Thursday, May 8, 2008

Stop The Ride, I Want To Get Off.

There is something worse than having to take a child for shots: needing to take them for blood work. My poor, sweet little girl isn’t gaining weight as fast as the doctors feel she should be. Even though she was two weeks early she still weighed in at seven pounds, four ounces at birth. Her first birthday is only one month away and she still has not passed the fourteen-pound mark. The pediatrician is fairly confident that her teeny-tiny-ness is a combination of genetics and how active she is. However, with the amount of food the child consumes it just seems odd that she gains only a few ounces every month.

Hence, the command was issued to have blood drawn to check for a reason as to the abnormal weight gain. Keeping in mind the fact that I wanted to get in and out of there as fast as humanly possible, I waited until I thought the lunch hour rush would be over. My timing was a little bit off, however, as one of the phlebotomists was at lunch. Anytime blood needs to be drawn from an infant it requires two technicians: one to do the stick and one to hold the baby’s arm down.

So there I sat, for twenty minutes, waiting in dread and wanting to be at home drinking tea or reading a book, or even plucking my eyebrows. Little Cheekers just straddled my lap and pointed out the lights and watched the cars drive by outside the window while munching an occasional Cheerio. Finally the time came to walk down the hallway of doom and sit in the horrid blue-padded chair of pain and suffering.

As infants, my kids are the type that only needs a stranger to look at them in order to start wailing, but once we were seated and the rubber band was applied to her arm the crying started in earnest. It was my job to hold her other arm down, keep her feet from kicking and to restrain her upper body. I held her tightly while she screamed and wriggled. After what seemed like an eternity the phlebotomist declared that she could not get anything out of the left arm and they would need to try the other. Oh. My. GOODNESS GRACIOUS! I had suggested they try her right arm in the first place!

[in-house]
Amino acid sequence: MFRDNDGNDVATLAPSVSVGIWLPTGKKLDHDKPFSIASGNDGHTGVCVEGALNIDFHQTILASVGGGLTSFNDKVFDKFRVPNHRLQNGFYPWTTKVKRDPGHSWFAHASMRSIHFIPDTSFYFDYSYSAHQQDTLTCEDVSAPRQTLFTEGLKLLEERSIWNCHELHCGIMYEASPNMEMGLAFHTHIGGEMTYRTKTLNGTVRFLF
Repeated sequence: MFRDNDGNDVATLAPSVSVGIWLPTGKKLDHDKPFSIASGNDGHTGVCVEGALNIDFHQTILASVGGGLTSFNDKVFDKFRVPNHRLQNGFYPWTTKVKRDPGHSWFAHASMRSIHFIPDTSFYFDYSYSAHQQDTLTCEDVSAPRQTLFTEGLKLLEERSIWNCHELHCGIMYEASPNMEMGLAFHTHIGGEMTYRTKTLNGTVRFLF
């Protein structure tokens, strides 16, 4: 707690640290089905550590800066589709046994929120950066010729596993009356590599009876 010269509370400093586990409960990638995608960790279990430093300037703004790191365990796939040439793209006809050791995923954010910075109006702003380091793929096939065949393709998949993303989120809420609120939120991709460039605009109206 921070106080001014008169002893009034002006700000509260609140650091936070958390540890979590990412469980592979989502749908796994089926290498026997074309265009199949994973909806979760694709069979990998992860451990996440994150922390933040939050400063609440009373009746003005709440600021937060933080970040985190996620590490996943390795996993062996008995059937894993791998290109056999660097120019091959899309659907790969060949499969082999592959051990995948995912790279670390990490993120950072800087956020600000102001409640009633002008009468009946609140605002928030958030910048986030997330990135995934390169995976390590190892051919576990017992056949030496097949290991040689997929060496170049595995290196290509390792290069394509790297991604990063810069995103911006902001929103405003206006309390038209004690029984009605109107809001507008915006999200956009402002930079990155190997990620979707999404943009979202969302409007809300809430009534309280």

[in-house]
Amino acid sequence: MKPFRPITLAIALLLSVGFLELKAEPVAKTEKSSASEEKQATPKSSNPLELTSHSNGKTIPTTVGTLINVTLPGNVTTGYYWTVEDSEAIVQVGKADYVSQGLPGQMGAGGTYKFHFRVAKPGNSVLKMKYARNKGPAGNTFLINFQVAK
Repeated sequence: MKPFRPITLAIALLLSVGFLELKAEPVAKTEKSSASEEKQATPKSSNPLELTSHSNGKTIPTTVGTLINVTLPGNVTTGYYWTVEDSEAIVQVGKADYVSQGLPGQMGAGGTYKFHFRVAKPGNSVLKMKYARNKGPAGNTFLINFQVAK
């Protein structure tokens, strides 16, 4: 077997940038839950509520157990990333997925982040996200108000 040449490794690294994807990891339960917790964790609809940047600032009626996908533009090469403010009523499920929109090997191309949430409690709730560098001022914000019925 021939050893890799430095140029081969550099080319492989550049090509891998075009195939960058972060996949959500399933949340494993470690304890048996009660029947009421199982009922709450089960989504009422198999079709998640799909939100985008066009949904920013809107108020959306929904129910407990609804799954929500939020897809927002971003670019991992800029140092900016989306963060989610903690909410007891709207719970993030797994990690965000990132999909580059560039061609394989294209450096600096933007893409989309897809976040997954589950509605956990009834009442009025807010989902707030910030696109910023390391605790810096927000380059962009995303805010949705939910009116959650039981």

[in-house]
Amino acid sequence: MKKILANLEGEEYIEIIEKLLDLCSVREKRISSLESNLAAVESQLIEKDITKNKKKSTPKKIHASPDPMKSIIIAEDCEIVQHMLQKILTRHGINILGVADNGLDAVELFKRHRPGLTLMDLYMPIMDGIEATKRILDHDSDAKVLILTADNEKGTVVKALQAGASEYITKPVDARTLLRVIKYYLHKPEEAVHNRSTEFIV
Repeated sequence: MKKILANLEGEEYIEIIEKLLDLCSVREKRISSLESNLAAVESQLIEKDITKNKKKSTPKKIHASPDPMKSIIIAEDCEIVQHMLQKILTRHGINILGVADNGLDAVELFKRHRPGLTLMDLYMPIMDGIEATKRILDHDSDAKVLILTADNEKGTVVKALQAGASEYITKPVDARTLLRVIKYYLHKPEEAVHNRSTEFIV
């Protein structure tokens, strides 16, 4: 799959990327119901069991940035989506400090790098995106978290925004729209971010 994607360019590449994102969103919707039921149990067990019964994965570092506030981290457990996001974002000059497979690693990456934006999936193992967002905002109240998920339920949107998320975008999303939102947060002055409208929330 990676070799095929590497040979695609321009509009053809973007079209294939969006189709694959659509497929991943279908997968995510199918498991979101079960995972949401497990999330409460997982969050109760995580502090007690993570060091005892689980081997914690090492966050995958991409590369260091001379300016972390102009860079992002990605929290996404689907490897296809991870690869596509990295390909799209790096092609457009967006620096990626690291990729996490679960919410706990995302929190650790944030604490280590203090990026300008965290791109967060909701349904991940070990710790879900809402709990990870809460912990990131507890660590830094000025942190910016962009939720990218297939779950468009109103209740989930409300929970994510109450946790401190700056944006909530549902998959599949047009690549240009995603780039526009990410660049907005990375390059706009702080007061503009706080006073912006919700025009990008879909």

Lord help me, I thought I was going to start crying myself. There are few things that are more heart wrenching than having your child cling to you in desperation and being unable to relieve their troubles. So the life-squeezing rubber band of sedition was placed on her right arm and the blood was drawn. As if the whole experience wasn’t horrific enough already, the flow was so slow that it took a ridiculous amount of time to get enough for two large and two small tubes. I tried to sing to her and kiss her head, anything to distract her. Nothing worked and by the time it was over she had practically cried herself to sleep. A full ten minutes had passed since we first sat in the chair.

It was everything I had feared it would be and more. Please believe me, I sincerely hope that all of the tests come back normal. Considering how terrible the experience was, how badly she bruised, and how traumatized she must be, I am fairly confident that it will all come to naught and that the whole incident could have been avoided. At least she still loves me.


Anonymous said...

Terrible doctors...

Beth said...

oh, auntie b's poor little pumpkin! her poor little arms! this is making me sad and i can't handle any more sad!!

love laughter peace said...

Oh Faith!! Reading this put tears in my eyes! That's so sad :(
I pray everythings fine with the bloodwork, and that the memory of that bloodwork is forgotten! She's so precious with those patches on her little arms! Poor little sweetie...

Granddad said...

I want to kiss her.